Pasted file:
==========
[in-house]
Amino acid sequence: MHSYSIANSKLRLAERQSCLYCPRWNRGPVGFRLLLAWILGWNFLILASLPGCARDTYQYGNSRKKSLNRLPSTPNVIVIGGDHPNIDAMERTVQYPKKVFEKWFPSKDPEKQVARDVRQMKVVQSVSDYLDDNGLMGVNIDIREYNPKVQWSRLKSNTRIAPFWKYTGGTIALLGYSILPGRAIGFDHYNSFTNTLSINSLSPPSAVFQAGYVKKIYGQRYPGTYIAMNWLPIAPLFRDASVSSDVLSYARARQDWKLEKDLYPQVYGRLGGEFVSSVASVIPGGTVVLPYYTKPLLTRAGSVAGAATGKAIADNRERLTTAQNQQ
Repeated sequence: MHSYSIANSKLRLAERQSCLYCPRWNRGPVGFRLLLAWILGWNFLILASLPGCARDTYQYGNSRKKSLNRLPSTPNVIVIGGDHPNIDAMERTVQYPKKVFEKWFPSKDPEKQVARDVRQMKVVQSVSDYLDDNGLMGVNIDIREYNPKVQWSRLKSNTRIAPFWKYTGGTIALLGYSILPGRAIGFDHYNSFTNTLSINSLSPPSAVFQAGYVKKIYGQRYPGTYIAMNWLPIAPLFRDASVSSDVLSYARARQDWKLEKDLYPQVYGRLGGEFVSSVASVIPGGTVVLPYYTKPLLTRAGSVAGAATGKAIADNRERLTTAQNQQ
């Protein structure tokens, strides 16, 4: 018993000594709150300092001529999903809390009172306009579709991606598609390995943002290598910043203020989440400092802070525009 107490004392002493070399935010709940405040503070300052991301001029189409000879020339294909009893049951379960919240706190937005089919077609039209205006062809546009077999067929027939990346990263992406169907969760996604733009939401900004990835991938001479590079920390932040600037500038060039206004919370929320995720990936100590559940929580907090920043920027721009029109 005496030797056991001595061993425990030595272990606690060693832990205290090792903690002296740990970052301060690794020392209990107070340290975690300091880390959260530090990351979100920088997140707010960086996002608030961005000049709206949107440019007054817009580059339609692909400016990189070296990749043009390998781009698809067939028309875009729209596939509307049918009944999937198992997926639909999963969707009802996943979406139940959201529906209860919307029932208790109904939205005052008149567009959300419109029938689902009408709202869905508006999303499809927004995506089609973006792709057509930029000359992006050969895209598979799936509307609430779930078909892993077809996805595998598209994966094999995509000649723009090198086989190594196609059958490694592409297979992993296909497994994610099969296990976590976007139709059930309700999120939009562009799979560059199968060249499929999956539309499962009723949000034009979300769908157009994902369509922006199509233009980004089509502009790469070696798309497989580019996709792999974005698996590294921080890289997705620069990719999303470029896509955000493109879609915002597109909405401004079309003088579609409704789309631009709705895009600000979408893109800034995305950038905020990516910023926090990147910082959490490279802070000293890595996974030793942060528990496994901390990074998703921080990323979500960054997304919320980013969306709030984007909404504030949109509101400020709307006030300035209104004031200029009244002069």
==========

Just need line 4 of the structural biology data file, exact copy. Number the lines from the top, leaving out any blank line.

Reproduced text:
């Protein structure tokens, strides 16, 4: 018993000594709150300092001529999903809390009172306009579709991606598609390995943002290598910043203020989440400092802070525009 107490004392002493070399935010709940405040503070300052991301001029189409000879020339294909009893049951379960919240706190937005089919077609039209205006062809546009077999067929027939990346990263992406169907969760996604733009939401900004990835991938001479590079920390932040600037500038060039206004919370929320995720990936100590559940929580907090920043920027721009029109 005496030797056991001595061993425990030595272990606690060693832990205290090792903690002296740990970052301060690794020392209990107070340290975690300091880390959260530090990351979100920088997140707010960086996002608030961005000049709206949107440019007054817009580059339609692909400016990189070296990749043009390998781009698809067939028309875009729209596939509307049918009944999937198992997926639909999963969707009802996943979406139940959201529906209860919307029932208790109904939205005052008149567009959300419109029938689902009408709202869905508006999303499809927004995506089609973006792709057509930029000359992006050969895209598979799936509307609430779930078909892993077809996805595998598209994966094999995509000649723009090198086989190594196609059958490694592409297979992993296909497994994610099969296990976590976007139709059930309700999120939009562009799979560059199968060249499929999956539309499962009723949000034009979300769908157009994902369509922006199509233009980004089509502009790469070696798309497989580019996709792999974005698996590294921080890289997705620069990719999303470029896509955000493109879609915002597109909405401004079309003088579609409704789309631009709705895009600000979408893109800034995305950038905020990516910023926090990147910082959490490279802070000293890595996974030793942060528990496994901390990074998703921080990323979500960054997304919320980013969306709030984007909404504030949109509101400020709307006030300035209104004031200029009244002069």